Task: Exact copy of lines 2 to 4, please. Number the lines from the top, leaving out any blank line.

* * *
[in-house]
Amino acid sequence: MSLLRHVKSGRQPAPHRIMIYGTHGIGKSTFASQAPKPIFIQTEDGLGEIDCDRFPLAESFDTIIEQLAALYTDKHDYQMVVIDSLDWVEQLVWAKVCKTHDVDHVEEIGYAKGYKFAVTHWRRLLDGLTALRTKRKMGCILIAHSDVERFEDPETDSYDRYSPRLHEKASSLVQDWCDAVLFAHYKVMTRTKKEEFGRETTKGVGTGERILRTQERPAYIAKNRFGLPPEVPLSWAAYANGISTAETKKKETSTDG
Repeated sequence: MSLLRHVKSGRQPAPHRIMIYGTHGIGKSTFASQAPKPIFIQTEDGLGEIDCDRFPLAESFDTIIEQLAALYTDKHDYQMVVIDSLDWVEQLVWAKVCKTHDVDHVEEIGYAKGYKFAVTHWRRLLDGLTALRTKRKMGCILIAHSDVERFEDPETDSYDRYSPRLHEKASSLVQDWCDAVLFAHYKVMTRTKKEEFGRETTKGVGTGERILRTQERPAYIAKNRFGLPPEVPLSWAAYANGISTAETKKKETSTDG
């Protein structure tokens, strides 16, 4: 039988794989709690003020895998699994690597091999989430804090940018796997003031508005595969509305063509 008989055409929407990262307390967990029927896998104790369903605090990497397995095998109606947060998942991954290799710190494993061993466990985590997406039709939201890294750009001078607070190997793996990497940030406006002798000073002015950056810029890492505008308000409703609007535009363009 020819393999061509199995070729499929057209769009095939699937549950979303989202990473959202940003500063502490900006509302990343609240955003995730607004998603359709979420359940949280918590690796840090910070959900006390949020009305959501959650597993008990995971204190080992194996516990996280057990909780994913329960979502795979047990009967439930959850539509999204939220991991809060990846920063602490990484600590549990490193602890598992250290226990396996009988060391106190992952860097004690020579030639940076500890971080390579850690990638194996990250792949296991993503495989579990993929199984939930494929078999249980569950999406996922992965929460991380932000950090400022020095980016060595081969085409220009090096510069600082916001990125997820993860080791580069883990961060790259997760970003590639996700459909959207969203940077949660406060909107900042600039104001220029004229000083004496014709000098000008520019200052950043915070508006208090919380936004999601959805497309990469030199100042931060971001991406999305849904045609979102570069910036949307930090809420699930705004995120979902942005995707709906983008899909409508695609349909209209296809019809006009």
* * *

Amino acid sequence: MSLLRHVKSGRQPAPHRIMIYGTHGIGKSTFASQAPKPIFIQTEDGLGEIDCDRFPLAESFDTIIEQLAALYTDKHDYQMVVIDSLDWVEQLVWAKVCKTHDVDHVEEIGYAKGYKFAVTHWRRLLDGLTALRTKRKMGCILIAHSDVERFEDPETDSYDRYSPRLHEKASSLVQDWCDAVLFAHYKVMTRTKKEEFGRETTKGVGTGERILRTQERPAYIAKNRFGLPPEVPLSWAAYANGISTAETKKKETSTDG
Repeated sequence: MSLLRHVKSGRQPAPHRIMIYGTHGIGKSTFASQAPKPIFIQTEDGLGEIDCDRFPLAESFDTIIEQLAALYTDKHDYQMVVIDSLDWVEQLVWAKVCKTHDVDHVEEIGYAKGYKFAVTHWRRLLDGLTALRTKRKMGCILIAHSDVERFEDPETDSYDRYSPRLHEKASSLVQDWCDAVLFAHYKVMTRTKKEEFGRETTKGVGTGERILRTQERPAYIAKNRFGLPPEVPLSWAAYANGISTAETKKKETSTDG
């Protein structure tokens, strides 16, 4: 039988794989709690003020895998699994690597091999989430804090940018796997003031508005595969509305063509 008989055409929407990262307390967990029927896998104790369903605090990497397995095998109606947060998942991954290799710190494993061993466990985590997406039709939201890294750009001078607070190997793996990497940030406006002798000073002015950056810029890492505008308000409703609007535009363009 020819393999061509199995070729499929057209769009095939699937549950979303989202990473959202940003500063502490900006509302990343609240955003995730607004998603359709979420359940949280918590690796840090910070959900006390949020009305959501959650597993008990995971204190080992194996516990996280057990909780994913329960979502795979047990009967439930959850539509999204939220991991809060990846920063602490990484600590549990490193602890598992250290226990396996009988060391106190992952860097004690020579030639940076500890971080390579850690990638194996990250792949296991993503495989579990993929199984939930494929078999249980569950999406996922992965929460991380932000950090400022020095980016060595081969085409220009090096510069600082916001990125997820993860080791580069883990961060790259997760970003590639996700459909959207969203940077949660406060909107900042600039104001220029004229000083004496014709000098000008520019200052950043915070508006208090919380936004999601959805497309990469030199100042931060971001991406999305849904045609979102570069910036949307930090809420699930705004995120979902942005995707709906983008899909409508695609349909209209296809019809006009």